Peter Galli has been a financial/technology reporter for 12 years at leading publications in South Africa, the UK and the US. He has been Investment Editor of South Africa's Business Day Newspaper, the sister publication of the Financial Times of London.

He was also Group Financial Communications Manager for First National Bank, the second largest banking group in South Africa before moving on to become Executive News Editor of Business Report, the largest daily financial newspaper in South Africa, owned by the global Independent Newspapers group.

He was responsible for a national reporting team of 20 based in four bureaus. He also edited and contributed to its weekly technology page, and launched a financial and technology radio service supplying daily news bulletins to the national broadcaster, the South African Broadcasting Corporation, which were then distributed to some 50 radio stations across the country.

He was then transferred to San Francisco as Business Report's U.S. Correspondent to cover Silicon Valley, trade and finance between the US, Europe and emerging markets like South Africa. After serving that role for more than two years, he joined eWeek as a Senior Editor, covering software platforms in August 2000.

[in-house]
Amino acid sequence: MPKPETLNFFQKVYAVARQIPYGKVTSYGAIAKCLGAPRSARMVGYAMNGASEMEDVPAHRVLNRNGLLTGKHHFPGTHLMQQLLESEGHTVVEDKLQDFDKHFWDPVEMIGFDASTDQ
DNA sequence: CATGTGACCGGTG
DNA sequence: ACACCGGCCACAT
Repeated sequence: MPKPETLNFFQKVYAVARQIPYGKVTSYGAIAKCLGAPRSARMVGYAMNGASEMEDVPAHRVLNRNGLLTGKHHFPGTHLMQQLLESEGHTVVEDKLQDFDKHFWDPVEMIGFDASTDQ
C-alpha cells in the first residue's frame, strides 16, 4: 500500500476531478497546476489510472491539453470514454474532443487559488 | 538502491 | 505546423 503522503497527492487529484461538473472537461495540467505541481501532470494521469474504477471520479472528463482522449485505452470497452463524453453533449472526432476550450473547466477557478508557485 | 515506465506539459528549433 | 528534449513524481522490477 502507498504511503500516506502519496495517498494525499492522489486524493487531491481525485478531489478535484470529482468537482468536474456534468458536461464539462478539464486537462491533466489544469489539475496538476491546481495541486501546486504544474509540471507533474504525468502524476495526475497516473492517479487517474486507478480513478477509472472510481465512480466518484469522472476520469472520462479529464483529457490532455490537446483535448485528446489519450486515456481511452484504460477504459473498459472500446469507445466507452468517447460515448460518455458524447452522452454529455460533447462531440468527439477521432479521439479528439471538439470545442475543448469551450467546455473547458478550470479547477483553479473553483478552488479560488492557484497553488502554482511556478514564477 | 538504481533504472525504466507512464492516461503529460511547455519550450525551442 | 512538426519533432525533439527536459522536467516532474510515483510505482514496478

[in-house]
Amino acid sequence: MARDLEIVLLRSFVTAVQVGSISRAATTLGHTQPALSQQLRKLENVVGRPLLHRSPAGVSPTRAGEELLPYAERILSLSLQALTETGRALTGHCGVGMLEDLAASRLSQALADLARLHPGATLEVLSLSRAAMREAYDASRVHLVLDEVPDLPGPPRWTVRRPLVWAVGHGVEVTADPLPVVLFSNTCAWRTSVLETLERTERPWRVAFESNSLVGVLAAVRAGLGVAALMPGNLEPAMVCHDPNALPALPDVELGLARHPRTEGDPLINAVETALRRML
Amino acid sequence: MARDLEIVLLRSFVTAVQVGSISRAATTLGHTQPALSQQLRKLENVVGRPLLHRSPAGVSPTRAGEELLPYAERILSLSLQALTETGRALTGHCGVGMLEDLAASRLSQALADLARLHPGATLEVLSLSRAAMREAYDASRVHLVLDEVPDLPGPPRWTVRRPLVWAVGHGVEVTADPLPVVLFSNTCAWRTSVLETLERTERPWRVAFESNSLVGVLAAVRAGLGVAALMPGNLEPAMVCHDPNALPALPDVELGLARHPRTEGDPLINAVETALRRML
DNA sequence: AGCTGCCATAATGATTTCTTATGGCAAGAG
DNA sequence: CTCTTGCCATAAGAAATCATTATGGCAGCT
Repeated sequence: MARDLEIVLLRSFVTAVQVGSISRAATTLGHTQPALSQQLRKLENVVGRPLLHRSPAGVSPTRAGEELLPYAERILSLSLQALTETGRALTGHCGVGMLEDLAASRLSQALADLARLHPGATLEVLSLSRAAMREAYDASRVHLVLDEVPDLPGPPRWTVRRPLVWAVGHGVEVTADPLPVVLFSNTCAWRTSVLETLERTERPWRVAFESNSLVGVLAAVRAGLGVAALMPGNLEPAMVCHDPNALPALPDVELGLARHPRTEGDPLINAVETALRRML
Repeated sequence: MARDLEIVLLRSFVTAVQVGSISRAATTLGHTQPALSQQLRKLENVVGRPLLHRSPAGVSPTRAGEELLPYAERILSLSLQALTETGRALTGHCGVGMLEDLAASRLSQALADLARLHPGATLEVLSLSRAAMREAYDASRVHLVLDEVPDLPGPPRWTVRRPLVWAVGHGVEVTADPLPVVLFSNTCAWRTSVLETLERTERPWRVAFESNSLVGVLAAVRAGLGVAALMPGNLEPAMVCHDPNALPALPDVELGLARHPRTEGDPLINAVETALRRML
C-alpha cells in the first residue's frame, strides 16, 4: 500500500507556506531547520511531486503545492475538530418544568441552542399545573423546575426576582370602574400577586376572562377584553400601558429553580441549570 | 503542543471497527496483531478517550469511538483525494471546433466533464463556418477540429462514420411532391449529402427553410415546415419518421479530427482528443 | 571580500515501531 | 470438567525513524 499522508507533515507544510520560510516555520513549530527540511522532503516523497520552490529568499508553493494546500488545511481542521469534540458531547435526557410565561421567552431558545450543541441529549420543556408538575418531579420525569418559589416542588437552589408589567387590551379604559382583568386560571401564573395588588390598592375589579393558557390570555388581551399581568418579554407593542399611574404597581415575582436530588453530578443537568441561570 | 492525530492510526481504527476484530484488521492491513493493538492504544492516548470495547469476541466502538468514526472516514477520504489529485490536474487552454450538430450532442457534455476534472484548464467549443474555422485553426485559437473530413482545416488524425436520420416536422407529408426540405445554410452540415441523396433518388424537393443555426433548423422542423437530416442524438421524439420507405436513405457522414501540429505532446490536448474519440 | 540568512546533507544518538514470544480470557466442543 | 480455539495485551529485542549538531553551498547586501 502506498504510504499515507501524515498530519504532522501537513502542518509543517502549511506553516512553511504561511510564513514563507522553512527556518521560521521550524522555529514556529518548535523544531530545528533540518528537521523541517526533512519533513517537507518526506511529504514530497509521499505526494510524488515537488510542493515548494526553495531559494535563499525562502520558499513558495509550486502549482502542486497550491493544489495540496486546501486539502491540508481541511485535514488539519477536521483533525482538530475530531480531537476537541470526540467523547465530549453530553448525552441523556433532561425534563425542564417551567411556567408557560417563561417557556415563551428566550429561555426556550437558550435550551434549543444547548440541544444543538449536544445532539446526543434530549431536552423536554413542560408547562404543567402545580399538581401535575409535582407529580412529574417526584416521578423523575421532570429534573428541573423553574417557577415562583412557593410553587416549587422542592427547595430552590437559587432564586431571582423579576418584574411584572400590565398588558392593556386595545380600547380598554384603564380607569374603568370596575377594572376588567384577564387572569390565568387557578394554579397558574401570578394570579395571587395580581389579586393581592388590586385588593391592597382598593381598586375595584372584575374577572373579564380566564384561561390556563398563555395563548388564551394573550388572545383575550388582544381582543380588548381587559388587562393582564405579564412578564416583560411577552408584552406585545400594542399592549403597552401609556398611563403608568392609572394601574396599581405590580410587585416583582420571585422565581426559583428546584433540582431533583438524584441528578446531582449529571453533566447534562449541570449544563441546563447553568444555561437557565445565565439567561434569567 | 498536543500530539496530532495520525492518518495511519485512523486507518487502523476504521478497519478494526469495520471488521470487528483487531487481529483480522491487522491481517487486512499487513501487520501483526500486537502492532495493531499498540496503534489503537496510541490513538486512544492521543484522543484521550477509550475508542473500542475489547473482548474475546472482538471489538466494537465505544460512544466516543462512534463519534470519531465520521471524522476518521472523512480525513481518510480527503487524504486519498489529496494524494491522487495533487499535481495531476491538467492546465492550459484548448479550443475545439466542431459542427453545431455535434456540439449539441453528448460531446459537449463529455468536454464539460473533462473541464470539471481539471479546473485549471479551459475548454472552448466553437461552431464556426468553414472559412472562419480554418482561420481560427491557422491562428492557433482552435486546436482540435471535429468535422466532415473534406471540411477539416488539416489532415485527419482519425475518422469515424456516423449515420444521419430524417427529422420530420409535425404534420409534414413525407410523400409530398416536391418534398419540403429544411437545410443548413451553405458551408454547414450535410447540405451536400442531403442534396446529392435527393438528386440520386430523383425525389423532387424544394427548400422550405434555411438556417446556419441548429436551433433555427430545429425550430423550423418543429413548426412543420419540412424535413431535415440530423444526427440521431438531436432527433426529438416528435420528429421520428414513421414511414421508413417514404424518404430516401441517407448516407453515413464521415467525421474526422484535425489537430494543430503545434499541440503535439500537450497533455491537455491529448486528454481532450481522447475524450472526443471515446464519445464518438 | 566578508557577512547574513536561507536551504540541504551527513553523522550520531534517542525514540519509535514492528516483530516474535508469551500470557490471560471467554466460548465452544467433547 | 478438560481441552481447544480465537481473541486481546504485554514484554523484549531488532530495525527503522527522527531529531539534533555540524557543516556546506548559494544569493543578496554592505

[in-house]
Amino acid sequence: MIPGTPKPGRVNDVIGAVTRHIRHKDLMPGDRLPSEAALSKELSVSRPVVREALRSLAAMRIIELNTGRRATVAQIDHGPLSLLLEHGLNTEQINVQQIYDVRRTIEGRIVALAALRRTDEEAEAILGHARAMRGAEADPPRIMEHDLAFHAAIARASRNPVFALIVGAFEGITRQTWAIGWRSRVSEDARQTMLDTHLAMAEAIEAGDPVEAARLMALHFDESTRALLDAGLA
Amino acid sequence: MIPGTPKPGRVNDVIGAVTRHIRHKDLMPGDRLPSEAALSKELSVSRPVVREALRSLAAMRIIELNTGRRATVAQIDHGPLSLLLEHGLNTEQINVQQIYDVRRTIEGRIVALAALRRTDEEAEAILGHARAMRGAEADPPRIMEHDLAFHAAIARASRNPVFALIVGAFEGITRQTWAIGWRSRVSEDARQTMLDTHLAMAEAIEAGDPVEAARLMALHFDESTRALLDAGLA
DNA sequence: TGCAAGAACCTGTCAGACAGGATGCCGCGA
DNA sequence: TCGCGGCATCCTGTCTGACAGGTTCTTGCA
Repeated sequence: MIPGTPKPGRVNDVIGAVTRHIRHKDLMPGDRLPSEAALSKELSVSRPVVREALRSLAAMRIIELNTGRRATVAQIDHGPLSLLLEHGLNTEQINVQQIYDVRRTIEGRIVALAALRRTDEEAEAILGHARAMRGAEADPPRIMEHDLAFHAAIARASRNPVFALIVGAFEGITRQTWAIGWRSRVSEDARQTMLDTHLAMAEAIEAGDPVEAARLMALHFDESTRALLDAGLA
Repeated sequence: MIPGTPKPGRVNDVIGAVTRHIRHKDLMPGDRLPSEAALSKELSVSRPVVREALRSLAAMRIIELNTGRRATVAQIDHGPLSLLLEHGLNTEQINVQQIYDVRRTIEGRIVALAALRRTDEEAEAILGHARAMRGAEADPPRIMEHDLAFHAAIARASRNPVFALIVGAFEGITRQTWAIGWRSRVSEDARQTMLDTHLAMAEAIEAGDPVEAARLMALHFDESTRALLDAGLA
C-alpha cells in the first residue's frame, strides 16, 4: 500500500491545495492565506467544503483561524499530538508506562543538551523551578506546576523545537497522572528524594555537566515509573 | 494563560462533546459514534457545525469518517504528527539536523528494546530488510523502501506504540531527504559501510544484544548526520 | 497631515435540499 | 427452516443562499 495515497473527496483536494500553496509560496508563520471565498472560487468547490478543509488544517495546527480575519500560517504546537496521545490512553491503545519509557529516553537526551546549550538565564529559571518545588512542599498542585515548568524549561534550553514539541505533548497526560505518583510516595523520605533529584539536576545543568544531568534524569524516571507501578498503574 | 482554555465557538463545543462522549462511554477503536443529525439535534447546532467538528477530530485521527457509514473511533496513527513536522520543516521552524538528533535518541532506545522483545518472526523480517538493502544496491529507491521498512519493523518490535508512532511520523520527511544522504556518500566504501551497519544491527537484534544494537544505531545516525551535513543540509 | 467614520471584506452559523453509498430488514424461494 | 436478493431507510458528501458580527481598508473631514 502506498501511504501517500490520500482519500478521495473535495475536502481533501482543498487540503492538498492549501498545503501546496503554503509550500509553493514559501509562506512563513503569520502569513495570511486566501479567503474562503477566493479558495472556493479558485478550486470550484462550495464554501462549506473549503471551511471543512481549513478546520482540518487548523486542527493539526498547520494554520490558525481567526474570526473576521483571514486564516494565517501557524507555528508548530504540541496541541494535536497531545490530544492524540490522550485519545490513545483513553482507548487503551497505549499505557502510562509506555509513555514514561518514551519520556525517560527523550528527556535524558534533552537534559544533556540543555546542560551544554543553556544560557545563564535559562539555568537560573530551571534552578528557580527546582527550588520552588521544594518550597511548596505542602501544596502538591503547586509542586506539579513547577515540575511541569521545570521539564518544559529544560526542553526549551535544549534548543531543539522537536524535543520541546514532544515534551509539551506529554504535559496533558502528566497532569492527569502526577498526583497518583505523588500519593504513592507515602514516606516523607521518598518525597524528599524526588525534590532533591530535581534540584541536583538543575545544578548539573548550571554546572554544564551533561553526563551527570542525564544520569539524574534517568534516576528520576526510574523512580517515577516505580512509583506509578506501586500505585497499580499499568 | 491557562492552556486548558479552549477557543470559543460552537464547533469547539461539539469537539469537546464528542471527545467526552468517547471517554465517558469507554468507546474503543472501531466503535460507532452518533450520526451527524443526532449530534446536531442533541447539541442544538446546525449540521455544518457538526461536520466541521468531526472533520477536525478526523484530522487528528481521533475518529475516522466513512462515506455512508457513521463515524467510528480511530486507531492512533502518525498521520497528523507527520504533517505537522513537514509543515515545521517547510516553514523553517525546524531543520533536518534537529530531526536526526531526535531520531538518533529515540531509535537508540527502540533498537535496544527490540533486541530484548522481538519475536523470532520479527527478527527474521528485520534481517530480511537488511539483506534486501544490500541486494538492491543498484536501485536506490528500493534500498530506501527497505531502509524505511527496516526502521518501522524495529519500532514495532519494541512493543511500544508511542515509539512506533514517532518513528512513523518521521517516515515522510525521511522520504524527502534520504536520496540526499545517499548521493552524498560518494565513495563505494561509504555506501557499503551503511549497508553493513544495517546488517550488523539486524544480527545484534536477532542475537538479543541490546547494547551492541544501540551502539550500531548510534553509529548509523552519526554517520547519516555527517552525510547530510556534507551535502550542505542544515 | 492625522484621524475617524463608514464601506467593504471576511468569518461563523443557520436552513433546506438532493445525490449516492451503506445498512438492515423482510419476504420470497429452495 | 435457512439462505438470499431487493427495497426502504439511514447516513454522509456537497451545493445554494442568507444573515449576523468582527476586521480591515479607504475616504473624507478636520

He has comprehensively covered Microsoft and its Windows and .Net platforms, as well as the many legal challenges it has faced. He has also focused on Sun Microsystems and its Solaris operating environment, Java and Unix offerings. He covers developments in the open source community, particularly around the Linux kernel and the effects it will have on the enterprise.

He has written extensively about new products for the Linux and Unix platforms, the development of open standards and critically looked at the potential Linux has to offer an alternative operating system and platform to Windows, .Net and Unix-based solutions like Solaris.

His interviews with senior industry executives include Microsoft CEO Steve Ballmer, Linus Torvalds, the original developer of the Linux operating system, Sun CEO Scot McNealy, and Bill Zeitler, a senior vice president at IBM.

For numerous examples of his writing you can search under his name at the eWEEK Website at